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Zoltán Kocsis’s concert

2002. 10. 17.

Zoltán Kocsis, who performed as both conductor and pianist alongside the National Philharmonic Orchestra, gave a concert of extraordinary importance on October 9th at the Music Academy. Its significance was because Kocsis again performed Beethoven's Piano Concerto No. 4 in G major. Those who have followed his career will remember that Kocsis first recording made at the age of 18 was his interpretation of this work, following his first prize at the Radio's Beethoven competition. He must have had every reason to be satisfied with it, but later he withdrew this recording and has refused permission for it to be remastered for CD. He has now demonstrated just why. Kocsis produced a truly awe-inspiring performance this evening. He played (and conducted) this masterpiece with remarkable wildness; his new image of Beethoven is one of uncompromising jaggedness. This was especially audible in the second movement, when he made the strings play entirely “non legato”, clashing with their wild gestures against the imploring tone of the piano. In the third movement, he approached the score from a Bartókian perspective. And yet in the evidently improvised candenza of the first movement, he still had time to joke: during its closing trill, Kocsis held the eye of the principal violin for long seconds, before finally giving the sign for the orchestral entry. The audience were ecstatic and received this fantastic production with wild applause.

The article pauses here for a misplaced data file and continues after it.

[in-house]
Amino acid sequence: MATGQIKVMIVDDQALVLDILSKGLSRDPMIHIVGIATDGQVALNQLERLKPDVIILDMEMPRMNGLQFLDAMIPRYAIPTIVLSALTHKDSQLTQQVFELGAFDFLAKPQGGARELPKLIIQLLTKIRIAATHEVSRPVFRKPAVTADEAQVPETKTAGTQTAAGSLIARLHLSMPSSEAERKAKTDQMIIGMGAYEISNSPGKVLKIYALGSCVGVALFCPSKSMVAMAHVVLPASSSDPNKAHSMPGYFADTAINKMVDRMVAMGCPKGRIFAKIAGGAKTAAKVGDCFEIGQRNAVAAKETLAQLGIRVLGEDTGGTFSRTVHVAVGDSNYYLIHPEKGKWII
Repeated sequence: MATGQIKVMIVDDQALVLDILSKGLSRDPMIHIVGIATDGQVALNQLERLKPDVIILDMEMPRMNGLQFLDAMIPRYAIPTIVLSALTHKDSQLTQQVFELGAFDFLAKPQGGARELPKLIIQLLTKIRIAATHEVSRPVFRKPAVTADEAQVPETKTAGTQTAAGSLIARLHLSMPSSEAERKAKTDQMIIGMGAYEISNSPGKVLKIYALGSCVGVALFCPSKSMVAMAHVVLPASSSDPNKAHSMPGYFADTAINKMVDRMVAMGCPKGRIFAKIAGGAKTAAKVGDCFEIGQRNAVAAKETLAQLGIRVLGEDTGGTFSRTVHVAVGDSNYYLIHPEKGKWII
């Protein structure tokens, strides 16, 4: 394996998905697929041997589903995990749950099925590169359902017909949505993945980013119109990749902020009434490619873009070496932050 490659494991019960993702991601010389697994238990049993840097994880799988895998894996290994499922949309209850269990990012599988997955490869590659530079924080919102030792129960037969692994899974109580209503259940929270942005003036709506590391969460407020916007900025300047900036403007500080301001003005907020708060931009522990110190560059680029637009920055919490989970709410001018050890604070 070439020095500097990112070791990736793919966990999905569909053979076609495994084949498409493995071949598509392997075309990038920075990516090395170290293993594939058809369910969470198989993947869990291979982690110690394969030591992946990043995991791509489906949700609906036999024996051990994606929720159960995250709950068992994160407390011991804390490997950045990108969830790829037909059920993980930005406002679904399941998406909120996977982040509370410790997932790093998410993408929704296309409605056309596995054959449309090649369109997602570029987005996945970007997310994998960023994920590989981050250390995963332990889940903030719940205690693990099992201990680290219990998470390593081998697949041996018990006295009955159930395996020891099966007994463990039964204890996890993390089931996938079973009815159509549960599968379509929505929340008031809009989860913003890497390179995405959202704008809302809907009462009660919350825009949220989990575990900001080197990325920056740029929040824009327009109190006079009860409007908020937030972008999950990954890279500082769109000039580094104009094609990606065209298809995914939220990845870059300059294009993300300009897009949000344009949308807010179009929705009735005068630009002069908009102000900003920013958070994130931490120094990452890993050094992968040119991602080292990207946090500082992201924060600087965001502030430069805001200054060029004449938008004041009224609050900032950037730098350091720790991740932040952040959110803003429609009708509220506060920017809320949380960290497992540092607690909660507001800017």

In the second half, he conducted Mozart, first one of the Master's most unusual works (the Masonic Funeral Music K 447), although it is not obvious if this work is really suited for concert performance: it was almost impossible to applause after this ineffable transcendental (and to a degree “post-modern”) music. Then came the late period masterpiece, the Symphony in E flat major K 543, in which again we experienced Kocsis's grand avoidance of the Romantic heritage, presenting the work drily as if he had never heard it before. In this concept, the second movement was especially convincing.

– csont – [Csont András]
(Magyar Narancs, 17th October 2002.)